“When I was a young person in South Sudan, no one ate leaves, but now people are very desperate and they eat anything they can find to save their lives.”
Franco Majok, CSI’s program manager for South Sudan, said this to us last month after completing a CSI food relief mission in North Bahr el Ghazal state. A bad harvest, continued internal violence in South Sudan, and the closing of the border with North Sudan to trade have created a crisis of hunger in this region, the home of most of the people enslaved by North Sudanese jihadists during the 1983-2005 civil war – thousands of whom CSI has helped liberate.
“Some families are going 2 or 3 days at a time without any food,” Majok reports. “A family can have one meal today, but the parents would not have any idea of what their families will eat tomorrow or in the coming 3 months. This is true to every family in remote areas of Northern Bahr el Ghazal.”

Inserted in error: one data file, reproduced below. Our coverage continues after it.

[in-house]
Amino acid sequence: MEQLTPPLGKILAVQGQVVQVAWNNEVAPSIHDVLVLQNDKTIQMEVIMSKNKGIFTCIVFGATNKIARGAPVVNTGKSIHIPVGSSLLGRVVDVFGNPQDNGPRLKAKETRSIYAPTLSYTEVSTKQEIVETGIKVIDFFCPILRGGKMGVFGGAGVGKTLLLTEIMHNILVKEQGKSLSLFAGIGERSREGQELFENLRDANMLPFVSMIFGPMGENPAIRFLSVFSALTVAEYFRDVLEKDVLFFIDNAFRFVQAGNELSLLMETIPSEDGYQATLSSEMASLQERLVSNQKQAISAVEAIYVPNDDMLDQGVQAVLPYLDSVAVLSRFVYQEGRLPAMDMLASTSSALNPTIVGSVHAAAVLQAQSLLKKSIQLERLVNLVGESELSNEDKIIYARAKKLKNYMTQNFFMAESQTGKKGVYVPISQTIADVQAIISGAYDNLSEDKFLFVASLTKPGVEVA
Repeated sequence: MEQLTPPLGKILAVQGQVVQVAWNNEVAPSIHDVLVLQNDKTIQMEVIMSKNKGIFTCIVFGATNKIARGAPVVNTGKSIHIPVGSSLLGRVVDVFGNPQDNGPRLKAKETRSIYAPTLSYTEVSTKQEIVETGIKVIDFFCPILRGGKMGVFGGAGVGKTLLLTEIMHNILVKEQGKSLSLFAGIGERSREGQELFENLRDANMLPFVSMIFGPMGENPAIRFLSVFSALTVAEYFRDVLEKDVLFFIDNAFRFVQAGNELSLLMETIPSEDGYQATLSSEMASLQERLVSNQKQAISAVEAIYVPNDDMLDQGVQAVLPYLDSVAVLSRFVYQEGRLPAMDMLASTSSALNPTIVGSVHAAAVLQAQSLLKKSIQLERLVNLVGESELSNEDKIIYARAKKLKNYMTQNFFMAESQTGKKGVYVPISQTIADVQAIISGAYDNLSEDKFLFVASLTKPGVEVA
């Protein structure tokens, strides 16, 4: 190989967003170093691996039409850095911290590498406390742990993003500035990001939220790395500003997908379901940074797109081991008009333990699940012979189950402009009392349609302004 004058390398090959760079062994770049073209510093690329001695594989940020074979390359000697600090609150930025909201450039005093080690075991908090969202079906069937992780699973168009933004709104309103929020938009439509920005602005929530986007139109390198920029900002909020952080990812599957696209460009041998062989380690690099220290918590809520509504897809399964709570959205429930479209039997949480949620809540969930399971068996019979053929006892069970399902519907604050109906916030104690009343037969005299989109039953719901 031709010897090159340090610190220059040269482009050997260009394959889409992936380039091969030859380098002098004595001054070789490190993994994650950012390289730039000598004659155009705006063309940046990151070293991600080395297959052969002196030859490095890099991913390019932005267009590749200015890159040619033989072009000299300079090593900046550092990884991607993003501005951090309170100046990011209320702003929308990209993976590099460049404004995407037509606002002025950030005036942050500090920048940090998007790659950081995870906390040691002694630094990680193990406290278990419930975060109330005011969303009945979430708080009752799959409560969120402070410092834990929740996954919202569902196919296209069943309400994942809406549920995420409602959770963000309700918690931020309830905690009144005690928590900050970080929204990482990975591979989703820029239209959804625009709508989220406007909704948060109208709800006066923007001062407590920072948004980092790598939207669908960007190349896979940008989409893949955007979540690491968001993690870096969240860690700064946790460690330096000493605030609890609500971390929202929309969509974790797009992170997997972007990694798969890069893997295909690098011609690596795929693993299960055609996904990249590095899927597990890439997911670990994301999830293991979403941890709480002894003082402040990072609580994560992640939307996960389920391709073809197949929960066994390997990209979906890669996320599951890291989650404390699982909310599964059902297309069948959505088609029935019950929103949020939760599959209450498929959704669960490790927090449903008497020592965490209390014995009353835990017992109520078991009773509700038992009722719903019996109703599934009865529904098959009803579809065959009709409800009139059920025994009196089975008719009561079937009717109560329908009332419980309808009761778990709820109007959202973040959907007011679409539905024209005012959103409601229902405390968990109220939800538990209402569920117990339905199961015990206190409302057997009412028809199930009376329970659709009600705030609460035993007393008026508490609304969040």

So far, CSI has helped 1,750 suffering families with gifts of sorghum grain. CSI has also distributed over 2,000 hoes for cultivating grain, 2,000 more for growing peanuts, and 1,000 goats, which eat the plentiful grass of North Bahr el Ghazal and provide meat, milk, and eventually, more goats. The amount distributed should provide for their needs until the end of June. “We hope to distribute more soon,” Majok says. “The critical phase will continue until August.”
At the moment, CSI is able to buy a kilogram of grain for $1. Depending on the number of children, a gift of $12-50 can feed a family for a month – until the crisis ends and the rainy season returns this fall. Donate now!